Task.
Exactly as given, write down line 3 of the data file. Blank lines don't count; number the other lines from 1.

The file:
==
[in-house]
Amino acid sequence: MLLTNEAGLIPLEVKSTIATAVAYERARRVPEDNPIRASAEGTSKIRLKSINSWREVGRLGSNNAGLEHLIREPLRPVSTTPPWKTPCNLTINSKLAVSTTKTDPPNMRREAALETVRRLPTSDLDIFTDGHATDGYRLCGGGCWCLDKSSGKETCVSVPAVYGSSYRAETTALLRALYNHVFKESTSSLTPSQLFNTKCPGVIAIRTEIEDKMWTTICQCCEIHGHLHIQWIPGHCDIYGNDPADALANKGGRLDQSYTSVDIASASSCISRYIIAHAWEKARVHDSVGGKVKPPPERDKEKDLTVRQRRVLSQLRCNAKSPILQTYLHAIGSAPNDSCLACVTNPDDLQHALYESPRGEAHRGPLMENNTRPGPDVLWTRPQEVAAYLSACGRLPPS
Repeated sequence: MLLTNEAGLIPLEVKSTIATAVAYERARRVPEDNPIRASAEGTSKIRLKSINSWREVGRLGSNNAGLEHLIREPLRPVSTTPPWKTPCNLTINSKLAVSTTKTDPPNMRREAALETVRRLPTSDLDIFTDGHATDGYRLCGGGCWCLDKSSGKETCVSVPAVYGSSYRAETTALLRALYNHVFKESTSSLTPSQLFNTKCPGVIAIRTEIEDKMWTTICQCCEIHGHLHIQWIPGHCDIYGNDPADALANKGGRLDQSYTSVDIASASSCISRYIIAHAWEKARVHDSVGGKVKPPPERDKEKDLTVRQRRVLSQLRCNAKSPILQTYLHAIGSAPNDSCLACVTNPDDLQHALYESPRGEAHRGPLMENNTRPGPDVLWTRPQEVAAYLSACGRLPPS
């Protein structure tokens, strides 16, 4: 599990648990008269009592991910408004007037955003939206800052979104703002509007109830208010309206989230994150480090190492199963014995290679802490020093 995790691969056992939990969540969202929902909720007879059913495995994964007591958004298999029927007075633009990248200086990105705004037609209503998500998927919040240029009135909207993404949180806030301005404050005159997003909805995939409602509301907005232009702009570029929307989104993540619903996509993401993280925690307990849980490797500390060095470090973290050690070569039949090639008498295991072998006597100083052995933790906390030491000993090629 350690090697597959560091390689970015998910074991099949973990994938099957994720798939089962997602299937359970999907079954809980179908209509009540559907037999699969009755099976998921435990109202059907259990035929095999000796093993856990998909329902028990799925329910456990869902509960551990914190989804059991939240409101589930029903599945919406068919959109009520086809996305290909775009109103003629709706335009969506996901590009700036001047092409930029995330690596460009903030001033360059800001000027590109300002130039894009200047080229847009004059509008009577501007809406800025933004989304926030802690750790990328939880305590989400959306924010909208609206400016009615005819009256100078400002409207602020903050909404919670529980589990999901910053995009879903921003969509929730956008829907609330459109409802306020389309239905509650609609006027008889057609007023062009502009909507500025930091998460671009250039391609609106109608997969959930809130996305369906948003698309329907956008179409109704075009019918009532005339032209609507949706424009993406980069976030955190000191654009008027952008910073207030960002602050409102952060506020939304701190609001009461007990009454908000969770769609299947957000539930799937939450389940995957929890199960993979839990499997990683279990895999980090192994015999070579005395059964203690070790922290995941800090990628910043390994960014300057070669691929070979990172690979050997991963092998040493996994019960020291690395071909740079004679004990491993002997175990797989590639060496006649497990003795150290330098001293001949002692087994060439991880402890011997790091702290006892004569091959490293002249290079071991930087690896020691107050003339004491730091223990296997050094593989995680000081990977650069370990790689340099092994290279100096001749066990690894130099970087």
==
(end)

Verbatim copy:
Repeated sequence: MLLTNEAGLIPLEVKSTIATAVAYERARRVPEDNPIRASAEGTSKIRLKSINSWREVGRLGSNNAGLEHLIREPLRPVSTTPPWKTPCNLTINSKLAVSTTKTDPPNMRREAALETVRRLPTSDLDIFTDGHATDGYRLCGGGCWCLDKSSGKETCVSVPAVYGSSYRAETTALLRALYNHVFKESTSSLTPSQLFNTKCPGVIAIRTEIEDKMWTTICQCCEIHGHLHIQWIPGHCDIYGNDPADALANKGGRLDQSYTSVDIASASSCISRYIIAHAWEKARVHDSVGGKVKPPPERDKEKDLTVRQRRVLSQLRCNAKSPILQTYLHAIGSAPNDSCLACVTNPDDLQHALYESPRGEAHRGPLMENNTRPGPDVLWTRPQEVAAYLSACGRLPPS